Published November 01, 2012
A watchdog group tasked with monitoring the war in Afghanistan is raising doubts as to whether the Afghan government will be ready for the planned withdrawal of U.S. forces in 2014.
A report issued Wednesday by the Special Inspector General for Afghanistan Reconstruction says Afghanistan is too heavily dependent on foreign assistance and it will have a difficult time sustaining the military’s operations and maintenance costs once the U.S. is gone.
"The Afghan government will likely be incapable of fully sustaining ANSF (Afghan National Security Forces) facilities after the transition in 2014 and the expected decrease in U.S. and coalition support," the report reads.
The report says major problem areas for the Afghan military include budgeting, purchasing, and logistics systems -- which the watchdog group says are undeveloped.
The inspector general says another glaring problem is the high number of Afghan soldiers and contractors who are illiterate and are unable complete simple tasks, like reading manuals and blueprints to operate power and wastewater plants.
The report notes heavy U.S. investments to date in Afghanistan. On military construction alone the U.S. has spent $11.7 billion. As for the money spent to train and equip Afghan fighters, the number has reached a staggering $52.2 billion since fiscal 2002, according to the report.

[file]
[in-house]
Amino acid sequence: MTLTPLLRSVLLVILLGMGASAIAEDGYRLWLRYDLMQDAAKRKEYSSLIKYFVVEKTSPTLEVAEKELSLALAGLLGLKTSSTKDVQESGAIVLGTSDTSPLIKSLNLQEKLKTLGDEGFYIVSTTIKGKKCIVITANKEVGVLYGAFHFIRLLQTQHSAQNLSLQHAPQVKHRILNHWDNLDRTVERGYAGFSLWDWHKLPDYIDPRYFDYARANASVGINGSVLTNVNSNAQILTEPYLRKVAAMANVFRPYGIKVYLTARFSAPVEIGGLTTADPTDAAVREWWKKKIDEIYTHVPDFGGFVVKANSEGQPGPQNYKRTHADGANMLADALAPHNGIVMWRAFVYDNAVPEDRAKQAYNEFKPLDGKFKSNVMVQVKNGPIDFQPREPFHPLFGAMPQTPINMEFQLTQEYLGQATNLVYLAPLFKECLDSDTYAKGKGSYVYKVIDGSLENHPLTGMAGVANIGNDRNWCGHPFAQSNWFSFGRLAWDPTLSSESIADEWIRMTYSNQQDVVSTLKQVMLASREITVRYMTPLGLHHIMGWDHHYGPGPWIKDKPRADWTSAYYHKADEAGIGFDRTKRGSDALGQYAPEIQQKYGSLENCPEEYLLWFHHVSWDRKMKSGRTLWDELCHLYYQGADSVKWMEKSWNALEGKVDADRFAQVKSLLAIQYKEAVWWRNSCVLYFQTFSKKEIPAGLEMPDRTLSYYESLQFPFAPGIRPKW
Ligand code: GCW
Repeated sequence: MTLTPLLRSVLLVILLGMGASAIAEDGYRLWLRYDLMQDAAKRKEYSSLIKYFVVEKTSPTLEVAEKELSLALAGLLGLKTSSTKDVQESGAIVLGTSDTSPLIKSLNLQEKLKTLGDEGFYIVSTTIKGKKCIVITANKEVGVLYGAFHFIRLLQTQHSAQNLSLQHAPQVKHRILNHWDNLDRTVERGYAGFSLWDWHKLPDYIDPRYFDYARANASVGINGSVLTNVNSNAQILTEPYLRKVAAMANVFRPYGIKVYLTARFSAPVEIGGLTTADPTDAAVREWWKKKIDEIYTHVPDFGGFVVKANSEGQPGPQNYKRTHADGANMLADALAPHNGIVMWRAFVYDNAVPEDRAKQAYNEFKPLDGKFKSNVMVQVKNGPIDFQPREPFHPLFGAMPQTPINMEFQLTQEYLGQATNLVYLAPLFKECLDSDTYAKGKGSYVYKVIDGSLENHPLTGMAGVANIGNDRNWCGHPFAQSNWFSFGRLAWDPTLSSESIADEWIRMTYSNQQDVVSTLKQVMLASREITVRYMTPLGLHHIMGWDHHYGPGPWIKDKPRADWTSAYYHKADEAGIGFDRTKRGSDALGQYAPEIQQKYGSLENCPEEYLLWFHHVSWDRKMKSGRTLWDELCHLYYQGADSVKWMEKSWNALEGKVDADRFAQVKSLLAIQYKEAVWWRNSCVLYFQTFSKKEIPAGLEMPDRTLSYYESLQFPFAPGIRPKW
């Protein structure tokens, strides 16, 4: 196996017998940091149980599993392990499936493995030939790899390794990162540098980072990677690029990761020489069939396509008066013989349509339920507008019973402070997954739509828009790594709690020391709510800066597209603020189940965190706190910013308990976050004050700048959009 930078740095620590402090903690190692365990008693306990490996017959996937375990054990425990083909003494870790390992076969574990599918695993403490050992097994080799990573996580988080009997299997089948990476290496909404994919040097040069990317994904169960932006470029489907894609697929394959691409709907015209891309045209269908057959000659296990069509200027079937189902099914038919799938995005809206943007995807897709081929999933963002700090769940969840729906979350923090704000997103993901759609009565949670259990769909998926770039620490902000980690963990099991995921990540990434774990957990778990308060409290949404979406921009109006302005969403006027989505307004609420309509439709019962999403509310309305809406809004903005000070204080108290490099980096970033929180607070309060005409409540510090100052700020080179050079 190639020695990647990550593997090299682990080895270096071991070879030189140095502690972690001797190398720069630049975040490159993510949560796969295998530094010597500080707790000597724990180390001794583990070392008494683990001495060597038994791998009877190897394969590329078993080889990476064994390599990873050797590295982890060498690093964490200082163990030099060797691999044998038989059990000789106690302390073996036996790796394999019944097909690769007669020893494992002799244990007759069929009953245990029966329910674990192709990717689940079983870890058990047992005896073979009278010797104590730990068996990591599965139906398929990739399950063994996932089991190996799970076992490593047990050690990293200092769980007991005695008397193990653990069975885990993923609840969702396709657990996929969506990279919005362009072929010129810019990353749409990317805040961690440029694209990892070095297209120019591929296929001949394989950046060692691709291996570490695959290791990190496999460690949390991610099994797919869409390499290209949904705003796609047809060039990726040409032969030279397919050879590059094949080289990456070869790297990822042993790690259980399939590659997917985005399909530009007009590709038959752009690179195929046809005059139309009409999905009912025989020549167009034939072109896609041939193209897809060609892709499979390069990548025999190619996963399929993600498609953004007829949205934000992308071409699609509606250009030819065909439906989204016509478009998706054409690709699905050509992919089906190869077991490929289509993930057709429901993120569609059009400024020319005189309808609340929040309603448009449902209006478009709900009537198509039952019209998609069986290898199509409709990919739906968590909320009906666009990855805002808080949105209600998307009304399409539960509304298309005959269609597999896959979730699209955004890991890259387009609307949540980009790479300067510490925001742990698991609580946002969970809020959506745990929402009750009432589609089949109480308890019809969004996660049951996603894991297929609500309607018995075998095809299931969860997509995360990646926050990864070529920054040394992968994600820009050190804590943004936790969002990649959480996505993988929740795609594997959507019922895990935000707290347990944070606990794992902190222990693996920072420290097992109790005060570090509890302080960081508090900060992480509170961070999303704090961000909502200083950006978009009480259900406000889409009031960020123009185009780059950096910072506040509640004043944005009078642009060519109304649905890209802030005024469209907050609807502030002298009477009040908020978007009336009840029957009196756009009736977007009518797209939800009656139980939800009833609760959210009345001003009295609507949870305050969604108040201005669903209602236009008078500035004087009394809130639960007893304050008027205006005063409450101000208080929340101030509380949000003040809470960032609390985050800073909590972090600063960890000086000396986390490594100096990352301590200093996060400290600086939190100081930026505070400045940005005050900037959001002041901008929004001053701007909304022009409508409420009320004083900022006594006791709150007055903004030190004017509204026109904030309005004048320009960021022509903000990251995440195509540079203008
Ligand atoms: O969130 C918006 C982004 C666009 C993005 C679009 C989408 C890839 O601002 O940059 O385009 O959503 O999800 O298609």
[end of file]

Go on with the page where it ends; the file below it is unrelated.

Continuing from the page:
It's an ill-timed report for the Obama campaign, which is running in part on a commitment to leave Afghanistan by 2014. Keeping the Taliban at bay after withdrawal depends almost entirely on the effectiveness of the U.S.-trained Afghan forces. The inspector general suggests they are far from ready.
According to the report, the success of those forces depends on maintaining U.S.-funded military installations. Letting them fall behind means "risking that U.S. investment will not be sustained after an expected significant decrease in international support after 2014.”
Nevertheless the Pentagon says it's committed to the exit strategy. "There are problems that do come up and obstacles," Pentagon spokesman George Little said. "But our commitment to the strategy remains sound. I think we've been very clear-eyed in our public statements about the fact that, while we're making progress, challenges remain."
Speaking of challenges, Afghanistan's Independent Election Commission announced this week that the Taliban could be on the ballot in the country's April 2014 election. The Taliban did not participate in the 2009 election other than to attack and kill more than 20 people at polling stations across the country.
Even so, commission chief Fazil Ahmad Manawi says his body will act impartially.
"We are even prepared to pave the ground for the armed opposition, be it the Taliban or Hezb-i-Islami, to participate in the election, either as voters or candidates," Manawi said at a news conference. "There will be no discrimination."